Malaysian ministry tells women to stop nagging and wear makeup during lockdown

A security guard checks the temperatures of customers arriving at a supermarket during the partial lockdown in Malaysia to contain the spread of the COVID-19 coronavirus in Penang on March 27, 2020. (AFP)
Updated 19 min 55 sec ago

Malaysian ministry tells women to stop nagging and wear makeup during lockdown

  • The posters, shared by the ministry on social media on Monday, provided guidance on “building a happy family”

KUALA LUMPUR: Malaysia’s Women and Family Development Ministry’s posters with guidelines on household happiness during coronavirus isolation have enraged human rights groups, who say such narratives strengthen stereotypes that lead to domestic violence.
The posters, shared by the ministry on social media on Monday, provided guidance on “building a happy family.” Women are advised to wear makeup at home and “speak with a Doraemon voice” while addressing their husbands.
Doraemon is a character in a popular Japanese cartoon series, who in its Malaysian version speaks with a characteristic high-pitched female voice.
One of the posters shows a picture of a husband and wife hanging clothes. It reads: “If you see your spouse doing something in a way you don’t like, don’t nag at him — use humorous words like ‘this is the way to hang clothes, darling’ (using Doraemon’s voice tone and giggling).”
Another poster advised women to wear makeup and dress neatly when they were working from home.
Rosana Isa, executive director of civil society organization Sisters in Islam, told Arab News the posters were inappropriate — creating the impression that wives must please their husbands and abide by certain rules to maintain household happiness.
“It reinforces negative gender stereotypes against women and men, as it implies that women are the only ones responsible for house chores whereas the burden of housework should be shared by both husband and wife,” Isa said.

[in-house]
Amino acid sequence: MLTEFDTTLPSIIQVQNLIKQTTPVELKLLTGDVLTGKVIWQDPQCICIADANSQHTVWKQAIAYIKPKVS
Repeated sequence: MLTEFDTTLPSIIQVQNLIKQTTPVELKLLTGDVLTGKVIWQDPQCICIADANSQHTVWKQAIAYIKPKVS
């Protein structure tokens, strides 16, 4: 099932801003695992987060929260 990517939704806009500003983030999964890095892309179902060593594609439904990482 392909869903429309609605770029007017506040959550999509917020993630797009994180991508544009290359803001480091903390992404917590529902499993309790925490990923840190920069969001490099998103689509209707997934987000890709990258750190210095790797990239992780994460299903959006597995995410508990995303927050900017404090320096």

HIGHLIGHTS

• The women’s ministry issued guidelines for avoiding domestic conflict during lockdown.

• Rights groups fear domestic violence may be on the rise during the lockdown period.

She added that the message from the ministry supported the notion of women having to resort to “infantile language and mannerisms.”
As Malaysia has been on partial lockdown since March 18 to contain the further spread of coronavirus, women’s organizations have expressed concerns that domestic violence may rise during the period. Isa said the government should focus more on promoting hotlines and providing shelter for women in abusive relationships rather than harmful stereotypes.  
“These stereotypes are the root of gender inequality and will lead to discrimination and violence against women,” she said.
The ministry was slammed by various women’s and rights groups, with the word “Doraemon” becoming a trending topic on Malaysian Twitter following the backlash.
Women’s Aid Organization, a group that helps domestic abuse victims, said in a Twitter post: “Women should never have to act like Doraemon or childlike to be taken seriously. And even if they want to laugh coyly like Doraemon, it’s their own decision.”
The ministry has removed the posters from its social media accounts and on Monday evening issued a statement apologizing for the “tips” if certain groups found them inappropriate. “We will be more careful in the future,” it said.